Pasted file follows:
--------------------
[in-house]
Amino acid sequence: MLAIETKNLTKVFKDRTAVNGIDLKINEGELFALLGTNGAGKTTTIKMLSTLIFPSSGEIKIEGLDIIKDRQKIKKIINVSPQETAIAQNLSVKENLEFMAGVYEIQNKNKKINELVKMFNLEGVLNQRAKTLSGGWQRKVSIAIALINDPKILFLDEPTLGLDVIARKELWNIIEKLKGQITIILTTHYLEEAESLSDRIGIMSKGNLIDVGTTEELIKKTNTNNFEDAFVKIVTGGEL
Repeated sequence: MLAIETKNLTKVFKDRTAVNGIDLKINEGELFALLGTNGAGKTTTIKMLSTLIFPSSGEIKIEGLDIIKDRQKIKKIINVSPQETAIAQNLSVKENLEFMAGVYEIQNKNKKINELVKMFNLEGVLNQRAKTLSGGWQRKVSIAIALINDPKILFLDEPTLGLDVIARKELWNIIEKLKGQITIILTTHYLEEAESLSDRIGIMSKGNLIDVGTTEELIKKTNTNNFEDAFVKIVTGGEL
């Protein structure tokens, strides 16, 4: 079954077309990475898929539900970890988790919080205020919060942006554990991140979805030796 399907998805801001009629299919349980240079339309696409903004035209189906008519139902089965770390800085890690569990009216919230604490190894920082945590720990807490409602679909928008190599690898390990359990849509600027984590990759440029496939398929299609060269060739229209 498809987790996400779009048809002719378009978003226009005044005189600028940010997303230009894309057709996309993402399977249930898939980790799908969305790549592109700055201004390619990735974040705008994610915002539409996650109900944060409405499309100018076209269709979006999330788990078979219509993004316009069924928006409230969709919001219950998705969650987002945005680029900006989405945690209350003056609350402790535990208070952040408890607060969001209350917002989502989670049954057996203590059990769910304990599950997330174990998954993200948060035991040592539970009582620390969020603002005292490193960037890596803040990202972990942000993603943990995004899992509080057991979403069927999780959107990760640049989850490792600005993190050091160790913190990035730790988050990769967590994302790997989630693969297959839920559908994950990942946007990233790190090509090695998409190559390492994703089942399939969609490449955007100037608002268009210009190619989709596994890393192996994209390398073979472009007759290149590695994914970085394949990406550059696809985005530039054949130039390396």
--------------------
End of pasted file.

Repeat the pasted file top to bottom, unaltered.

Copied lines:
[in-house]
Amino acid sequence: MLAIETKNLTKVFKDRTAVNGIDLKINEGELFALLGTNGAGKTTTIKMLSTLIFPSSGEIKIEGLDIIKDRQKIKKIINVSPQETAIAQNLSVKENLEFMAGVYEIQNKNKKINELVKMFNLEGVLNQRAKTLSGGWQRKVSIAIALINDPKILFLDEPTLGLDVIARKELWNIIEKLKGQITIILTTHYLEEAESLSDRIGIMSKGNLIDVGTTEELIKKTNTNNFEDAFVKIVTGGEL
Repeated sequence: MLAIETKNLTKVFKDRTAVNGIDLKINEGELFALLGTNGAGKTTTIKMLSTLIFPSSGEIKIEGLDIIKDRQKIKKIINVSPQETAIAQNLSVKENLEFMAGVYEIQNKNKKINELVKMFNLEGVLNQRAKTLSGGWQRKVSIAIALINDPKILFLDEPTLGLDVIARKELWNIIEKLKGQITIILTTHYLEEAESLSDRIGIMSKGNLIDVGTTEELIKKTNTNNFEDAFVKIVTGGEL
């Protein structure tokens, strides 16, 4: 079954077309990475898929539900970890988790919080205020919060942006554990991140979805030796 399907998805801001009629299919349980240079339309696409903004035209189906008519139902089965770390800085890690569990009216919230604490190894920082945590720990807490409602679909928008190599690898390990359990849509600027984590990759440029496939398929299609060269060739229209 498809987790996400779009048809002719378009978003226009005044005189600028940010997303230009894309057709996309993402399977249930898939980790799908969305790549592109700055201004390619990735974040705008994610915002539409996650109900944060409405499309100018076209269709979006999330788990078979219509993004316009069924928006409230969709919001219950998705969650987002945005680029900006989405945690209350003056609350402790535990208070952040408890607060969001209350917002989502989670049954057996203590059990769910304990599950997330174990998954993200948060035991040592539970009582620390969020603002005292490193960037890596803040990202972990942000993603943990995004899992509080057991979403069927999780959107990760640049989850490792600005993190050091160790913190990035730790988050990769967590994302790997989630693969297959839920559908994950990942946007990233790190090509090695998409190559390492994703089942399939969609490449955007100037608002268009210009190619989709596994890393192996994209390398073979472009007759290149590695994914970085394949990406550059696809985005530039054949130039390396």